Tag Archives: New York State History

John Burroughs: A Naturalist for the Ages

Upon his death in 1921, the New York Times devoted an entire page to John Burroughs.  The New York State Senate adjourned, and the Daily Times of Los Angeles reported that a resolution passed in Burroughs’ honor by the California State Assembly – it read in part, “whereas press dispatches today announce the death of John Burroughs, foremost naturalist of the United States, be it resolved that in his death the nation has sustained the loss of one who as scientist, citizen and man, occupied a deservedly high place in the regard of all people…”

When I was in my teens, I stumbled upon one of John Burroughs’ 27 books in a local library.  His writing was simple yet elegant and wonderfully descriptive of the natural world.  I was hooked.

Every walk in the woods is a religious rite, every bath in a stream is a saving ordination.

Who was this man of such great fame 100 years ago but who today is almost forgotten?

John Burroughs was first and foremost a farmer who developed an intimate, deep-rooted connection with the land.  Born in 1837, Burroughs dropped out of school after the sixth grade.  He spent 17 years working on his family’s farm and read every single book from his small local library.  His father was a strict Baptist, but Burroughs resisted organized religion.

jb-looking-at-a-bird

I never went to Sunday school and was not often seen inside the church.  My Sunday’s were spent roaming in the woods or fields… following the streams and swimming in the pools. 

 

He briefly attended the Cooperstown Seminary, but formal schooling was not for him.

I can learn more about a cat by it jumping on my lap than by dissecting it in a laboratory.

 At age 20, Burroughs married Ursula North, and like most of his family and acquaintances, she did not support his intense interest in writing.  Undaunted, Burroughs began to write seriously for the Saturday Press and the New York Leader. By age 23, he was regularly publishing essays in the Atlantic Monthly and would continue to do so for the rest of his career.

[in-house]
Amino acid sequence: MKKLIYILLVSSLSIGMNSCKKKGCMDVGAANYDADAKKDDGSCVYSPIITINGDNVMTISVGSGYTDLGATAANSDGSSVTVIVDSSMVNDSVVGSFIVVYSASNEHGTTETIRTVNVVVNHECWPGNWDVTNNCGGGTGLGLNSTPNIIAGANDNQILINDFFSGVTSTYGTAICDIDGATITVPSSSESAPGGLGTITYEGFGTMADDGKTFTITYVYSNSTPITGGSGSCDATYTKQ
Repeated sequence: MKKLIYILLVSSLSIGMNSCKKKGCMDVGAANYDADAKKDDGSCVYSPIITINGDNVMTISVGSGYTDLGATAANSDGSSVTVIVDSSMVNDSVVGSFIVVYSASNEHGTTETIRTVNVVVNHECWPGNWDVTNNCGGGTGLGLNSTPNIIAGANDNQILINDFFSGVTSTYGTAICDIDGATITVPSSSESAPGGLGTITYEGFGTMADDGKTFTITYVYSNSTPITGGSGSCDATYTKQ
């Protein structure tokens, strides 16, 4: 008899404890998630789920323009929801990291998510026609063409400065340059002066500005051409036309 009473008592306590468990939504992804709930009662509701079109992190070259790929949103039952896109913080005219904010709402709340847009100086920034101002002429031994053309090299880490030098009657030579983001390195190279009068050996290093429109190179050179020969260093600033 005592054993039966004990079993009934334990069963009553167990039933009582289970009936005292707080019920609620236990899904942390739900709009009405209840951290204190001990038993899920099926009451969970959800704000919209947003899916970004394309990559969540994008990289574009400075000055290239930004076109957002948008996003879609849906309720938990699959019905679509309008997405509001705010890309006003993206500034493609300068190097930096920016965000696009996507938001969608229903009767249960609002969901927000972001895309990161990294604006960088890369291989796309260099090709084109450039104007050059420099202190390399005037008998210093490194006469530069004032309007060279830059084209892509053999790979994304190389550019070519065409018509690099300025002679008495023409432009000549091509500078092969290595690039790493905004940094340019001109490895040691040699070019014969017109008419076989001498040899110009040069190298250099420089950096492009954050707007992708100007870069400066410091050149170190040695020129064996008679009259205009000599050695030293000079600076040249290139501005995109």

At age 26, he met Ralph Waldo Emerson who was a great influence on him as a writer.  He then moved to Washington D.C. where he met another writing mentor, Walt Whitman, who ultimately became a close friend.  By age 48, Burroughs was a full-time writer and farmer gleaning much of his inspiration for his essays from the natural world that surrounded him.  This is what set him apart from other writers of his time(?).

John Burroughs is credited with inventing the nature essay, a truly American form of creative writing, and he did so in a way that spoke to the masses.  His writings soon became standard in popular magazines, as well as in many schools across the nation where his descriptions of nature enthralled students and piqued their interest in the out-of-doors.

The student and lover of nature has this advantage over people who gad up and down the world, seeking some novelty or excitement; he has only to stay at home and see the procession pass.  The great globe swings around to him like a revolving showcase.

By his late sixties, John Burroughs was a household name across the nation.  He had befriended John Muir and traveled with him as the naturalist on the Harriman Alaska Expedition in 1899.  Industrialists of the age, including Edison, Firestone and Ford, sought out John Burroughs as the guest naturalist on camping expeditions.  President Roosevelt, a big fan of Burroughs’ essays, steamed up the Hudson River in his presidential yacht to visit the famous writer at his small writing cabin that Burroughs had named “Slabsides.”

The most precious things in life are near at hand, without money and without price.  All that I have ever had or will have can be yours by reaching forth your hand and taking it.

It is impossible to know what influence Burroughs’ work and friendship had on all of these important figures in American history.  What we do know is the extent to which they sought him out, and undoubtedly he helped form their impressions of the natural world and man’s relationship to it.

Our civilization is terribly expensive to all of its natural resources.  One hundred years of modern life doubtless exhausts its stores more than a millennium of the life of antiquity.